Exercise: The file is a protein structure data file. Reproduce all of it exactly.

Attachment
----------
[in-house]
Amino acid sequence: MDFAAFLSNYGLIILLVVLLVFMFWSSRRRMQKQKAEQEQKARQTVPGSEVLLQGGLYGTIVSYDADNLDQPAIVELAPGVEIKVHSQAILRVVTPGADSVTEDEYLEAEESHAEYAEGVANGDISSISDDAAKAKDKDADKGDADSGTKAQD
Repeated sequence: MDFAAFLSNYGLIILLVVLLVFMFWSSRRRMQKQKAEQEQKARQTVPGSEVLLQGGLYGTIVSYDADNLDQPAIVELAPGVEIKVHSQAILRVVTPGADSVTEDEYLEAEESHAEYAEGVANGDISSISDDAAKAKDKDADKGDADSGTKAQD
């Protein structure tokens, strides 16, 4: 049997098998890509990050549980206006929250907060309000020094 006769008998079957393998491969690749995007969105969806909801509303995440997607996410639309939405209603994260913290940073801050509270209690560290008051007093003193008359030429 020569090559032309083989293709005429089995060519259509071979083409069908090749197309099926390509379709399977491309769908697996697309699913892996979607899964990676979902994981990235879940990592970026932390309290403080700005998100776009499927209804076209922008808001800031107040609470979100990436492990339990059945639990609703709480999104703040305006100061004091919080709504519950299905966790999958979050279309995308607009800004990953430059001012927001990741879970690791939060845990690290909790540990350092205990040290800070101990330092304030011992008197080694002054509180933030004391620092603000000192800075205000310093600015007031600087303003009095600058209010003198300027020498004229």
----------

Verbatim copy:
[in-house]
Amino acid sequence: MDFAAFLSNYGLIILLVVLLVFMFWSSRRRMQKQKAEQEQKARQTVPGSEVLLQGGLYGTIVSYDADNLDQPAIVELAPGVEIKVHSQAILRVVTPGADSVTEDEYLEAEESHAEYAEGVANGDISSISDDAAKAKDKDADKGDADSGTKAQD
Repeated sequence: MDFAAFLSNYGLIILLVVLLVFMFWSSRRRMQKQKAEQEQKARQTVPGSEVLLQGGLYGTIVSYDADNLDQPAIVELAPGVEIKVHSQAILRVVTPGADSVTEDEYLEAEESHAEYAEGVANGDISSISDDAAKAKDKDADKGDADSGTKAQD
């Protein structure tokens, strides 16, 4: 049997098998890509990050549980206006929250907060309000020094 006769008998079957393998491969690749995007969105969806909801509303995440997607996410639309939405209603994260913290940073801050509270209690560290008051007093003193008359030429 020569090559032309083989293709005429089995060519259509071979083409069908090749197309099926390509379709399977491309769908697996697309699913892996979607899964990676979902994981990235879940990592970026932390309290403080700005998100776009499927209804076209922008808001800031107040609470979100990436492990339990059945639990609703709480999104703040305006100061004091919080709504519950299905966790999958979050279309995308607009800004990953430059001012927001990741879970690791939060845990690290909790540990350092205990040290800070101990330092304030011992008197080694002054509180933030004391620092603000000192800075205000310093600015007031600087303003009095600058209010003198300027020498004229």